July 21, 2020

Preserving Our Local Toowoomba Heritage

Some of the grandest heritage buildings you’ll ever see are tucked away into secret pockets of the Garden City.

With such an incredible breadth of historic homes and commercial buildings, it’s so important to preserve our local Toowoomba heritage – here’s how it’s happening.

Toowoomba: Where past and present meet

Take a stroll through the Garden City and you’ll be fascinated by the diversity of incredible architecture. From the futuristic Grand Central redevelopment to the heritage-listed Empire Theatre that harks back to the golden era of Hollywood. It’s a wonderful mix of past and present, and that theme runs throughout the entire city – including residential neighbourhoods.

In fact, Toowoomba is just as known for its modern architectural designs as its well-maintained heritage homes. And with grants like the CBD Incentives Scheme, which contributes $1 for every $2 spent (up to $10,000) on renovating and preserving heritage homes and properties throughout the city, we can expect these historic properties to survive and thrive for years to come.

Heritage style of Toowoomba

Toowoomba’s heritage properties actually span an incredible period of time – close to a century of history, in fact. The city’s Heritage Advisory Service has created a series of brochures covering each period and what you can expect to find in a building according to its type. These brochures can be found at visitor information centres and the Local History Library at 155 Herries Street.

The styles are spread across four overlapping eras, each with their own unique characteristics, from the materials used to the main features and even expectations for the surrounding gardens:

  • Victorian era (1850–1910)
  • Edwardian era (1900–1920)
  • Inter-war era (1918–1939)
  • Post-war era (1940–1950)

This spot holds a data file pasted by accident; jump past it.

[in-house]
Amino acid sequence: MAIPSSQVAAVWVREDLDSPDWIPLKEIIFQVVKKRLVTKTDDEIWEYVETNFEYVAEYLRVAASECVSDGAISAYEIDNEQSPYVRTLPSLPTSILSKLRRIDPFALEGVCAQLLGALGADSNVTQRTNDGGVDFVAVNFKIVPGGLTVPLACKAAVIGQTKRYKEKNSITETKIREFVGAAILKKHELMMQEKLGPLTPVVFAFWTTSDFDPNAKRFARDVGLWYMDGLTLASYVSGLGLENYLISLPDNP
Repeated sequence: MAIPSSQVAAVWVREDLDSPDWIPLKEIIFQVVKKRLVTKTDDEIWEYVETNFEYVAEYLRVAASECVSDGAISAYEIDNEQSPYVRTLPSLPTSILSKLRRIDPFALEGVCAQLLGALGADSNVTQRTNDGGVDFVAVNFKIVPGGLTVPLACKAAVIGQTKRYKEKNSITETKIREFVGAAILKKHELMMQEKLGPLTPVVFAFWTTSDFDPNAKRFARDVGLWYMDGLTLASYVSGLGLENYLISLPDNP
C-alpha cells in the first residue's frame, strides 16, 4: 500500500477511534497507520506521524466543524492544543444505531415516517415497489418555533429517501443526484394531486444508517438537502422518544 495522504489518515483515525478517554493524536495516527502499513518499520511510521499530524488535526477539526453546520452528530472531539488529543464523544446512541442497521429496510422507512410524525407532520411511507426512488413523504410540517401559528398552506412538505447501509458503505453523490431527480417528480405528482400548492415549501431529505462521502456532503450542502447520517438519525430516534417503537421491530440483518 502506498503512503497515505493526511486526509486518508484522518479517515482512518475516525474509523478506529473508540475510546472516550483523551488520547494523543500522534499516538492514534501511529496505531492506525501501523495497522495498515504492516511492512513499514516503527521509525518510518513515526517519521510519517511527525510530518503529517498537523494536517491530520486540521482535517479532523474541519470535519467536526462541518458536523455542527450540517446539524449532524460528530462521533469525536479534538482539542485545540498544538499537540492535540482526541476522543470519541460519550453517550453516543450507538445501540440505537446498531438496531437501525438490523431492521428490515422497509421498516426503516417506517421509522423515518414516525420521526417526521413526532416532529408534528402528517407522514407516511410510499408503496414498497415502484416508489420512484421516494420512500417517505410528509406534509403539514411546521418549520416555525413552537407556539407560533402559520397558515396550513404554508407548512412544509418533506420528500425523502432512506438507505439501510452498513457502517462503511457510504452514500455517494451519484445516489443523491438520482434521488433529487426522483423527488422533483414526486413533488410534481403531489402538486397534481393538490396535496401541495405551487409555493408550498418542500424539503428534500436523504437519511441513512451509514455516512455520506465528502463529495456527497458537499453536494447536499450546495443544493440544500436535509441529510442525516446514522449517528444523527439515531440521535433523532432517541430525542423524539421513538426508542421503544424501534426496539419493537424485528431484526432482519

Within these eras, there are many early architectural styles, represented, from Colonial homes, to Art Deco Bungalows.

According to the Federation Home website, what’s most spectacular is that there are countless instances of each style still standing in Toowoomba, and in excellent condition to this day:

  1. Colonial House: An early Queensland house marked by big verandahs, central halls and impeccable symmetry. Real-life example: 104 Herries Street.
  2. Cottage: Similar verandah and pyramid roof type to the Colonial House style, but smaller and more modest. Real-life example: 67 Herries Street.
  3. Early Gabled House: A much larger version of the Cottage style with intricate decorated gables. Real-life example: ‘Kanowna’ 174 Bridge Street.
  4. Larger Early House: Set on a larger plot and with many more features. Sometimes designed by an architect, you’ll be hard-pressed to find any two homes that look identical. Real-life example: ‘The Grange’ 105 Jellicoe Street.
  5. Federation House: A decorative-style home with tall windows and sometimes stained-glass features. Real-life example: 94 Margaret Street, home of the Toowoomba Repertory Theatre.
  6. Queensland Bungalow: A truly 20th-century home free from the common central passage and no longer reliant on total symmetry. Real-life example: 12 Christmas Street.
  7. Custom Bungalow: Individually designed in the Queensland style but larger and more ambitious with its features and decorations. Real-life example: 73 Mary Street.
  8. Bungalow Along Southern Lines: A typical Bungalow home but in the style of what people in the southern states (mostly Victoria) were doing at the time. Real-life example: ‘Pine Lodge’ 85 Campbell Street.

Services maintaining Toowoomba’s heritage

If you’re thinking about renovating or conserving a property that’s part of Toowoomba’s long heritage, the city’s free advisory service will provide support and advice. Available to owners of residential, commercial and rural buildings across the region, you’ll get advice on everything from colour recommendations, to heritage fencing, gardens, awnings, carports and garages, verandahs and extensions.

You can also get in touch with the Toowoomba Historical Society. Although their activities are more widespread – focused on preserving the entire history of the city – they are a great source of knowledge (and photos) when it comes to the study, collection and examination of Toowoomba’s rich heritage, including the buildings that line its streets.

Make yourself part of the city’s history

Whether you want to find a heritage home for yourself, or simply immerse yourself in the incredible history of Toowoomba, we can help you find your dream home – so contact an experienced local agent today.

Photo Credit: Photo of St Luke’s Church Hall Toowoomba, Queensland, Australia

Article by Gary Klein

For over 35 years, Gary has been involved in the profession of selling. He held a senior position in a large local business in town and was in fact the company trainer, inductor and troubleshooter. From his experiences, he understands people very … View profile

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